Flax seed oil (Linum usitatisssimum) contains hydrophobic cyclic peptides or cyclolinopeptides (CLPs) comprising eight to ten amino acids. To date, eleven cyclolinopeptides (CLP-A to K), having molecular weights of approximately 1kDa have been reported. The CLPs (A, C, and E) have immunosuppressant activity and induce apoptosis in nematodes and a cancer cell line. Cyclolinopeptides are thus bioactive compounds with potential for use as therapeutics. The current research required the isolation of peptides from flax oil in multigram quantities. Making specific changes to the methionine or methionine sulfoxide group in a systematic fashion, without changing other amino acids produced novel and useful peptide analogs. Specifically synthetic methods were devised to introduce different activating functional groups such as CN, -COOH, -OH and -NH2 to the sulfur atom of methionine. The cyclic peptides were systematically linked to molecules or materials of interest including fluorescence tags, affinity chromatography media and serum albumin (for production of polyclonal antibodies). These modified peptides are shown to be good candidates in these applications. In addition, these peptides were completely characterized using spectrometric techniques including 1D and 2D NMR spectrometry, as well as mass spectrometry. Complete synthesis and various applications of flax peptides will be discussed.
Protein and Co-Products Posters
Chair(s): J. Wu, University of Alberta, Canada
Comparison of Flocculation Properties of Hemoglobin and Bovine Blood to Properties of Synthetic Flocculants.
G.J. Piazza, R.A. Garcia, USDA/ARS/Eastern Regional Research Center, Wyndmoor, PA, USA
Polymeric flocculants are used extensively for water purification and inhibition of erosion. We found that some proteinaceous materials are biobased replacements for synthetic polymeric flocculants. We showed that chicken blood and fractions have flocculant activity equal to that of polyacrylamide (PAM). Cost analysis showed that a blood-based flocculant is economically competitive to PAM. The kaolin flocculant properties of bovine blood (BB) and hemoglobin (HEM) were examined to ascertain their suitability to replace nonrenewable synthetic flocculants. Flocculation by bovine blood (BB) and HEM increased at acidic pH. In the presence of NaCl, lower concentrations of BB and HEM were needed for the initiation of flocculation, but the extent of maximal flocculation was hardly affected. The flocculation parameters of BB and HEM were measured and compared to those of anionic PAM, cationic PAM, and poly(diallydimethylammonium chloride (polyDADMAC). The windows of application of BB and HEM are similar to that of polyDADMAC, although a lower concentration of polyDADMAC was needed to initiate flocculation. Similar concentrations of blood, HEM, cationic PAM, and anionic PAM were needed for maximal flocculation. Approximately the same reduction of suspended kaolin was given by HEM and BB as by polyDADMAC and cationic PAM.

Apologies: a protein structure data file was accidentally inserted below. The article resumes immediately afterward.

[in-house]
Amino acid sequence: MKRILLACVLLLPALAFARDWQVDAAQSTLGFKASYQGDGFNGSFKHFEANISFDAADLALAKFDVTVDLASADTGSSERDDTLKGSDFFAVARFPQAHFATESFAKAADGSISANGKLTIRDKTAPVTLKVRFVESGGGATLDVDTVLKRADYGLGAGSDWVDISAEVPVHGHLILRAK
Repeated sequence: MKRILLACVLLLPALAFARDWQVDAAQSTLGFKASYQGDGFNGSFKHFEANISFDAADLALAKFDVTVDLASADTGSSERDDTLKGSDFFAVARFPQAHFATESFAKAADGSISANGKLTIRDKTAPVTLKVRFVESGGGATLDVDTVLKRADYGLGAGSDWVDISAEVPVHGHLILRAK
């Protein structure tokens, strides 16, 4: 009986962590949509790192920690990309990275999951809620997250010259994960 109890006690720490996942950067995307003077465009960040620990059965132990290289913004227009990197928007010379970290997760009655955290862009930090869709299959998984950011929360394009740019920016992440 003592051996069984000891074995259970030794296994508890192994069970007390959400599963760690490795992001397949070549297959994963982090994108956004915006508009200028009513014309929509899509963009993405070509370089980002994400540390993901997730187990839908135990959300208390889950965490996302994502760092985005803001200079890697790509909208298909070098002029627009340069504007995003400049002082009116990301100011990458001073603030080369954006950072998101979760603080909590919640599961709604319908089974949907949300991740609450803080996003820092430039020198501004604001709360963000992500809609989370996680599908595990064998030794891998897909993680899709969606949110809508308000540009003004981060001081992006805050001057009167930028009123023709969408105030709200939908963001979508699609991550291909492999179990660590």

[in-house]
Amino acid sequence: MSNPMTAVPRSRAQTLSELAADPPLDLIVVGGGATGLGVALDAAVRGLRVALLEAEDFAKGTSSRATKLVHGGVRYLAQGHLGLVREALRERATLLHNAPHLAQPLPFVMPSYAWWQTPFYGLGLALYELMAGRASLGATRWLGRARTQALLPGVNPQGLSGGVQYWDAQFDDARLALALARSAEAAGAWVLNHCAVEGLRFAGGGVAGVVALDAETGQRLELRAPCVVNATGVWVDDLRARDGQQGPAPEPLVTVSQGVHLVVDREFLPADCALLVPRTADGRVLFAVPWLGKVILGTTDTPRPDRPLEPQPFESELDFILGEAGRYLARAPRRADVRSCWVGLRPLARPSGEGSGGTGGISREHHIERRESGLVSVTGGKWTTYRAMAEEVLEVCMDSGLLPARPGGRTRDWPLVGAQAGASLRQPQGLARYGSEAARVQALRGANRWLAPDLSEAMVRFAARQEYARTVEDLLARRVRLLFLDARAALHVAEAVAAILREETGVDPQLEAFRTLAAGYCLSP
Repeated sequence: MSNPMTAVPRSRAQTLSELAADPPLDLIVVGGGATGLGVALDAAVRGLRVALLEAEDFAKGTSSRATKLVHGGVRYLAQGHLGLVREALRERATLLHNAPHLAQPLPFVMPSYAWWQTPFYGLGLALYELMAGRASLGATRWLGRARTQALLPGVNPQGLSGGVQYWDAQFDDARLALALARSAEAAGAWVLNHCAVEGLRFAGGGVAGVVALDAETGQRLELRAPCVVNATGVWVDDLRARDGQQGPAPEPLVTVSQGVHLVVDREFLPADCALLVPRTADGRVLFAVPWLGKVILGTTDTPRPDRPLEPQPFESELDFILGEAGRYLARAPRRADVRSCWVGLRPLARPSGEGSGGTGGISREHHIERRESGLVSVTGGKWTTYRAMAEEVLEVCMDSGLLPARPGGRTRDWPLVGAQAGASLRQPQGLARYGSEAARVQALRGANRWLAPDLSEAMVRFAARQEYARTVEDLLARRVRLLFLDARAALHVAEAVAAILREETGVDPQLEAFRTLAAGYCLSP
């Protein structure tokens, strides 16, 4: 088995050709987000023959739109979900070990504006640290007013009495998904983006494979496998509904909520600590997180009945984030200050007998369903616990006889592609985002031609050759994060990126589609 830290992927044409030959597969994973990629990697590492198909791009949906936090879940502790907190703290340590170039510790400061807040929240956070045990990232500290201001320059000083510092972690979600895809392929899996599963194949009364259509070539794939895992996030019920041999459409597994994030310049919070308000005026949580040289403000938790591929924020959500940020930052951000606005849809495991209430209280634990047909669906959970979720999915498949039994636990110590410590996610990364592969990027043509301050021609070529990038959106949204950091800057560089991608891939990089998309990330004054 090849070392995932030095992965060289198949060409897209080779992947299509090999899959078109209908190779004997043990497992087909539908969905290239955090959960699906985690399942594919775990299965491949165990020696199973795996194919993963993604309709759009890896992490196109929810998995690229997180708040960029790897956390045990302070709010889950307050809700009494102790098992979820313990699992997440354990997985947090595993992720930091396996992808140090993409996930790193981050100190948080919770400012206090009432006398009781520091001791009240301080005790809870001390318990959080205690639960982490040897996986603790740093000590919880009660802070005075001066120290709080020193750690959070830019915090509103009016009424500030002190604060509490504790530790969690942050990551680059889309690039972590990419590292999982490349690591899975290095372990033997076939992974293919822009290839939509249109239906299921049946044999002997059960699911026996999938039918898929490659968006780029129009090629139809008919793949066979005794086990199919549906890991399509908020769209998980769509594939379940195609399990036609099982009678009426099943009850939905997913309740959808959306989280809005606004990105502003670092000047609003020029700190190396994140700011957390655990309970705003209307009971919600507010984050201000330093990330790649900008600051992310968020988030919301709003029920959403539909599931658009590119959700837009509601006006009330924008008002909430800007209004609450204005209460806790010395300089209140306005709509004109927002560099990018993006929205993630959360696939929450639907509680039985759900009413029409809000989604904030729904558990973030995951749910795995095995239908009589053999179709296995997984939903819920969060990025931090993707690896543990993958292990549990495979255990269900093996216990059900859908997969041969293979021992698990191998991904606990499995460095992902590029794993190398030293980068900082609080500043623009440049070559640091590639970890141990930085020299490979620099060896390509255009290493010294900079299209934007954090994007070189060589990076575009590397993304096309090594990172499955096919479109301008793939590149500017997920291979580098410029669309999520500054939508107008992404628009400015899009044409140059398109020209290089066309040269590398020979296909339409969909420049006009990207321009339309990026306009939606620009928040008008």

Application of Red Pepper Seed (Capsicum frutescens) Flour and Protein in Mayonnaise.
Ebru Firatligil-Durmus, Ozgul Evranuz, Istanbul Technical University, Food Engineering Department, Istanbul, Turkey
Recently more attention has been focused on the utilization of food processing byproducts and wastes. Obviuosly, such utilization would result in the production of various new products for food and contribute these products into foods. Red pepper (Capsicum) has an important role in our export of our country. The by-product or waste of drying, freezing and canning process of red pepper was utilized as feed. These seeds can be used in food industry because of their functional properties of ingredients. The objective of this study is to determine the influence of red pepper seed flour (Capsicum frutescens) and protein on the properties of mayonnaise.All mayonnaise samples showed Non-Newtonian, pseuodoplastic behaviour with thixotropy. Power law (Ostwald-de-Waale model) and Herschel-Bulkley models were suitable for modelling reological properties of mayonnaise samples. Flow index values for all samples was less than 1.0. Flow index value was more away from 1 as a result of increasing in red pepper seed flour and protein content of mayonnaise formulations. Yield stress of mayonnaise samples decreased with addition of red pepper seed flour, on the other hand increased with addition of red pepper seed protein.
A Multi-year Survey on Chemical Composition of Rapeseed and Sunflower Meal Produced in France.
S Dauguet1, M Krouti2, JP Loison1, C Peyronnet3, A Quinsac1, F Fine1, 1CETIOM, Pessac, France, 2CETIOM, Ardon, France, 3ONIDOL, Paris, France